This is a piece of code that I wrote just for testing writing in sd and then sending it, but the final program will include data in the SD card every now and then, and send all the data when requested, I’m thinking about storing the data in the pc when requested and clear the data in the arduino since it is not needed anymore. Also I’m using a mega 2560 with an ethernet/SD shield.

#include <SPI.h>
#include <SD.h>
#include <Ethernet.h>
#include <EthernetUdp.h>
char Buffer[90];
byte mac[] = { 0x00, 0xAA, 0xBB, 0xCC, 0xDE, 0x02};
IPAddress ip(192, 168, 1, 65);
unsigned int packetsize;
EthernetUDP udp;

void setup() {
  pinMode(10,OUTPUT);
  digitalWrite(10, HIGH);
  Serial.begin(9600);
  while(!Serial){
  }
  Serial.println("Buscando tarjeta...");
  if(!SD.begin(4)){
    Serial.println("No se encontro tarjeta");
    return;
  }
  Serial.println("Tarjeta encontrada");
  String texto;
  File dataf = SD.open("ENTR.txt", FILE_WRITE);
  if(dataf){
    for(int i = 0; i < 3; i++){
      texto = "valor ";
      texto += i;
      dataf.println(texto);
    }
    dataf.close();
    Serial.println("Listo");
  }
  else{
    Serial.println("Error al abrir el archivo");
  }
  Ethernet.begin(mac, ip);
  udp.begin(8000);
}

void loop() {
  if(udp.parsePacket()){
    udp.read(Buffer, 90);
    if(Buffer[0] = 'h'){
      File dataf = SD.open("ENTR.txt"); 
      while(dataf.available()){
        dataf.read(Buffer, 90); 
      }
      dataf.close();
      udp.beginPacket(udp.remoteIP(), 8002);
      udp.write(Buffer, 90);
      udp.endPacket();
      
    }
  }

If you stream the data such as to an online database, then you don't have to worry about local storage and later accessing

INTP: If you stream the data such as to an online database, then you don't have to worry about local storage and later accessing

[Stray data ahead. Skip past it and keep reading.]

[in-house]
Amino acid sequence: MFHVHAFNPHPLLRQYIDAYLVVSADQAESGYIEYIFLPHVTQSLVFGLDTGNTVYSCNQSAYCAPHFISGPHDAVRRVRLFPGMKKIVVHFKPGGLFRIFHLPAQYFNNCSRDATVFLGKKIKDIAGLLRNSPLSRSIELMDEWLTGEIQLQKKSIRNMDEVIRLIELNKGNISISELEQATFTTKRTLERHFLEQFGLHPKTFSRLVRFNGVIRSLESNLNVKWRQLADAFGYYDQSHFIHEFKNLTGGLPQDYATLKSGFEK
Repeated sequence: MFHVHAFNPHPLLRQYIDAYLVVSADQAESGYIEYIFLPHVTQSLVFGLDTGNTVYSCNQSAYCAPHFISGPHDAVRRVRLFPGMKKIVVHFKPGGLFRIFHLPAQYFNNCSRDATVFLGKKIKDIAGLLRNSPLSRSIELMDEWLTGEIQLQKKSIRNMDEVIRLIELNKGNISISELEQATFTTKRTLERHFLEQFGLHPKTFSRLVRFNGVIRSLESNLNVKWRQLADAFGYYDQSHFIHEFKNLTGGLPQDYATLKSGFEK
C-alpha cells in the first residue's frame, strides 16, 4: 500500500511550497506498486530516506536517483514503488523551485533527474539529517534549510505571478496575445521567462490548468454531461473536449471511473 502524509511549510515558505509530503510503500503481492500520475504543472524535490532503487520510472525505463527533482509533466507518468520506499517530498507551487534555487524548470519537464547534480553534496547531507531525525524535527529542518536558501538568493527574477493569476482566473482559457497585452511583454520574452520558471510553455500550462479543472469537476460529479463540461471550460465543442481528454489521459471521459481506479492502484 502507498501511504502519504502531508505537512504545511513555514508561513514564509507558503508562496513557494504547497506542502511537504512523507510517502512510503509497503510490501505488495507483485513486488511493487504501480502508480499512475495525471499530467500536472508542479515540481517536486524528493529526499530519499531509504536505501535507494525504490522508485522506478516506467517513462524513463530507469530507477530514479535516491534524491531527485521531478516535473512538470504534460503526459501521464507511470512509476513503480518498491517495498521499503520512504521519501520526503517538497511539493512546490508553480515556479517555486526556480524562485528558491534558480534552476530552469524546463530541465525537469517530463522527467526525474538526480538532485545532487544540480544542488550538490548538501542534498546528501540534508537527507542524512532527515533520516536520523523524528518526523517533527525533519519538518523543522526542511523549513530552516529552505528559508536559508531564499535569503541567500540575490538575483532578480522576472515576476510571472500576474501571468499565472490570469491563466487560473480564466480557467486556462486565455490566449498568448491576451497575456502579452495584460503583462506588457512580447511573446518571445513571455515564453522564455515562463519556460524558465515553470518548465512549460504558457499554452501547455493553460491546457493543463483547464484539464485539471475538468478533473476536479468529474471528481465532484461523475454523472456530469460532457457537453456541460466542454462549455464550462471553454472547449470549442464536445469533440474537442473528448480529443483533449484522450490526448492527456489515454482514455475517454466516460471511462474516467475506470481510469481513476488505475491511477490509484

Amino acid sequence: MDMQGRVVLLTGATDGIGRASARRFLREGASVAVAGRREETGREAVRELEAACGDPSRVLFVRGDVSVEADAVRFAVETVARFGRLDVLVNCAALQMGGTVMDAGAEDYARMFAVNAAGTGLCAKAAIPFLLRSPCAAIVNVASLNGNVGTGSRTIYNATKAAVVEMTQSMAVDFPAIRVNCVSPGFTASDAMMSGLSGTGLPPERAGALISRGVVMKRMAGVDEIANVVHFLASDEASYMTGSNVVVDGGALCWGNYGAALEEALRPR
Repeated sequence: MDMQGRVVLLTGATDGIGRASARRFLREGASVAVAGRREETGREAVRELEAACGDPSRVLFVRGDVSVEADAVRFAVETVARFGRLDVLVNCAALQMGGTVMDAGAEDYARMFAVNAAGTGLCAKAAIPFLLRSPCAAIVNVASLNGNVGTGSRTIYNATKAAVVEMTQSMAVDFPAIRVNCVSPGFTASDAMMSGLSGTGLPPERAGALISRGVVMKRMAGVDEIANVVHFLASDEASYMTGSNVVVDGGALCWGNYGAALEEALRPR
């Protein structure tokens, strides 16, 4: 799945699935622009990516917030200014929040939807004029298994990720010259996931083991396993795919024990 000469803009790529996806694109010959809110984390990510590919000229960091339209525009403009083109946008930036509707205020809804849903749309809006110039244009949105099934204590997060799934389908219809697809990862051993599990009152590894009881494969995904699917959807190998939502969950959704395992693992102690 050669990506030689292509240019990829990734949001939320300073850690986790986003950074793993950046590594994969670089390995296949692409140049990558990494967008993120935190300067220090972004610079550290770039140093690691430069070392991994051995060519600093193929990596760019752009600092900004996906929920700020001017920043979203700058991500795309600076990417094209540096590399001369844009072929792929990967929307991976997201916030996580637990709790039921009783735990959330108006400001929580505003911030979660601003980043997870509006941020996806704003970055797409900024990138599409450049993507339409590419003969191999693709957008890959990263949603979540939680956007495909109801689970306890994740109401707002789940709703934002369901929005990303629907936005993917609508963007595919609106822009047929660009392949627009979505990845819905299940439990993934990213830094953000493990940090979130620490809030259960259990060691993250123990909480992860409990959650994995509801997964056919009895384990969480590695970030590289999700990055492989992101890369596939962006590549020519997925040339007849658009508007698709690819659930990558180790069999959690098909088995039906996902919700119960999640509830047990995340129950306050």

Till the network is down.

chal7401:
This is a piece of code that I wrote just for testing writing in sd and then sending it, but the final program will include data in the SD card every now and then, and send all the data when requested, I’m thinking about storing the data in the pc when requested and clear the data in the arduino since it is not needed anymore. Also I’m using a mega 2560 with an ethernet/SD shield.

#include <SPI.h>

#include <SD.h>
#include <Ethernet.h>
#include <EthernetUdp.h>
char Buffer[90];
byte mac = { 0x00, 0xAA, 0xBB, 0xCC, 0xDE, 0x02};
IPAddress ip(192, 168, 1, 65);
unsigned int packetsize;
EthernetUDP udp;

void setup() {
 pinMode(10,OUTPUT);
 digitalWrite(10, HIGH);
 Serial.begin(9600);
 while(!Serial){
 }
 Serial.println(“Buscando tarjeta…”);
 if(!SD.begin(4)){
   Serial.println(“No se encontro tarjeta”);
   return;
 }
 Serial.println(“Tarjeta encontrada”);
 String texto;
 File dataf = SD.open(“ENTR.txt”, FILE_WRITE);
 if(dataf){
   for(int i = 0; i < 3; i++){
     texto = "valor ";
     texto += i;
     dataf.println(texto);
   }
   dataf.close();
   Serial.println(“Listo”);
 }
 else{
   Serial.println(“Error al abrir el archivo”);
 }
 Ethernet.begin(mac, ip);
 udp.begin(8000);
}

void loop() {
 if(udp.parsePacket()){
   udp.read(Buffer, 90);
   if(Buffer[0] = ‘h’){
     File dataf = SD.open(“ENTR.txt”);
     while(dataf.available()){
       dataf.read(Buffer, 90);
     }
     dataf.close();
     udp.beginPacket(udp.remoteIP(), 8002);
     udp.write(Buffer, 90);
     udp.endPacket();
     
   }
 }

OK. But where in this code do you see excessive RAM being used up ? That was the main subject of the first post. Apart form one String definition in setup(), I don’t see any big risk.

sterretje:
Till the network is down.

K